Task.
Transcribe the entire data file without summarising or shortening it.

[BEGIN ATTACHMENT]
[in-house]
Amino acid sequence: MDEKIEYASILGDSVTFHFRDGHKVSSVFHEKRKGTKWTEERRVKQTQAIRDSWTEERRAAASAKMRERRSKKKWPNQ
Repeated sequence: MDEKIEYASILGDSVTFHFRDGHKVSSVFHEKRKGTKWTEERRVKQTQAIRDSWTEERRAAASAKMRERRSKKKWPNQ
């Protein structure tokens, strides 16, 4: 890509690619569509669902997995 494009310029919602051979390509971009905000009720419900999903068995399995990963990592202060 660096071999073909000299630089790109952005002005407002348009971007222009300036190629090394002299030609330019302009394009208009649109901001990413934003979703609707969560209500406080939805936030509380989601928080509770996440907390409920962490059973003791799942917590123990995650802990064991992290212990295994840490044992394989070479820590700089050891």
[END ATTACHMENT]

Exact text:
[in-house]
Amino acid sequence: MDEKIEYASILGDSVTFHFRDGHKVSSVFHEKRKGTKWTEERRVKQTQAIRDSWTEERRAAASAKMRERRSKKKWPNQ
Repeated sequence: MDEKIEYASILGDSVTFHFRDGHKVSSVFHEKRKGTKWTEERRVKQTQAIRDSWTEERRAAASAKMRERRSKKKWPNQ
């Protein structure tokens, strides 16, 4: 890509690619569509669902997995 494009310029919602051979390509971009905000009720419900999903068995399995990963990592202060 660096071999073909000299630089790109952005002005407002348009971007222009300036190629090394002299030609330019302009394009208009649109901001990413934003979703609707969560209500406080939805936030509380989601928080509770996440907390409920962490059973003791799942917590123990995650802990064991992290212990295994840490044992394989070479820590700089050891």